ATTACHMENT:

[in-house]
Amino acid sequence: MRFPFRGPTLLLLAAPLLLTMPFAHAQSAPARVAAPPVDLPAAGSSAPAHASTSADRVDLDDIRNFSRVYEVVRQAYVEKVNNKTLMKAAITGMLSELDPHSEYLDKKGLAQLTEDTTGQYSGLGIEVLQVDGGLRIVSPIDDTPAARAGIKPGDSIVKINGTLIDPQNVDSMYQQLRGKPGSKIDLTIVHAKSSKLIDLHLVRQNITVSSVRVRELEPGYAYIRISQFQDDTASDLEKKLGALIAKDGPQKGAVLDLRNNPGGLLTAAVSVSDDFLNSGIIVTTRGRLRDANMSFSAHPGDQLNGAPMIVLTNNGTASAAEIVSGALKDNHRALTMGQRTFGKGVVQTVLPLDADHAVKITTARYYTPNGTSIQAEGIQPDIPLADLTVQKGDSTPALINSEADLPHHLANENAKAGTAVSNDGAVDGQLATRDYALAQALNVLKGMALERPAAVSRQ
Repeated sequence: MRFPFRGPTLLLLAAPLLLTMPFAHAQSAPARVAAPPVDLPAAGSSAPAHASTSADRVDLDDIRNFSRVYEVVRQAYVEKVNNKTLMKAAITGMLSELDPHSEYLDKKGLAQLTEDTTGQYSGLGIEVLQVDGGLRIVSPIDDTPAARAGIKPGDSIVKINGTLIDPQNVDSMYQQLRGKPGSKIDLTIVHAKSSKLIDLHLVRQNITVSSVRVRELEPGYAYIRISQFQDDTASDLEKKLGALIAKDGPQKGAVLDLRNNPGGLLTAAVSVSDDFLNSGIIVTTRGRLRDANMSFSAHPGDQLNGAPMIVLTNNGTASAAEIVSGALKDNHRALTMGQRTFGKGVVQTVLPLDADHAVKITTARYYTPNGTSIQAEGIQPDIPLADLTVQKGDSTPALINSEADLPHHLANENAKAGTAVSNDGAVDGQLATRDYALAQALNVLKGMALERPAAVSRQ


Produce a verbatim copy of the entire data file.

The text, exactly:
[in-house]
Amino acid sequence: MRFPFRGPTLLLLAAPLLLTMPFAHAQSAPARVAAPPVDLPAAGSSAPAHASTSADRVDLDDIRNFSRVYEVVRQAYVEKVNNKTLMKAAITGMLSELDPHSEYLDKKGLAQLTEDTTGQYSGLGIEVLQVDGGLRIVSPIDDTPAARAGIKPGDSIVKINGTLIDPQNVDSMYQQLRGKPGSKIDLTIVHAKSSKLIDLHLVRQNITVSSVRVRELEPGYAYIRISQFQDDTASDLEKKLGALIAKDGPQKGAVLDLRNNPGGLLTAAVSVSDDFLNSGIIVTTRGRLRDANMSFSAHPGDQLNGAPMIVLTNNGTASAAEIVSGALKDNHRALTMGQRTFGKGVVQTVLPLDADHAVKITTARYYTPNGTSIQAEGIQPDIPLADLTVQKGDSTPALINSEADLPHHLANENAKAGTAVSNDGAVDGQLATRDYALAQALNVLKGMALERPAAVSRQ
Repeated sequence: MRFPFRGPTLLLLAAPLLLTMPFAHAQSAPARVAAPPVDLPAAGSSAPAHASTSADRVDLDDIRNFSRVYEVVRQAYVEKVNNKTLMKAAITGMLSELDPHSEYLDKKGLAQLTEDTTGQYSGLGIEVLQVDGGLRIVSPIDDTPAARAGIKPGDSIVKINGTLIDPQNVDSMYQQLRGKPGSKIDLTIVHAKSSKLIDLHLVRQNITVSSVRVRELEPGYAYIRISQFQDDTASDLEKKLGALIAKDGPQKGAVLDLRNNPGGLLTAAVSVSDDFLNSGIIVTTRGRLRDANMSFSAHPGDQLNGAPMIVLTNNGTASAAEIVSGALKDNHRALTMGQRTFGKGVVQTVLPLDADHAVKITTARYYTPNGTSIQAEGIQPDIPLADLTVQKGDSTPALINSEADLPHHLANENAKAGTAVSNDGAVDGQLATRDYALAQALNVLKGMALERPAAVSRQ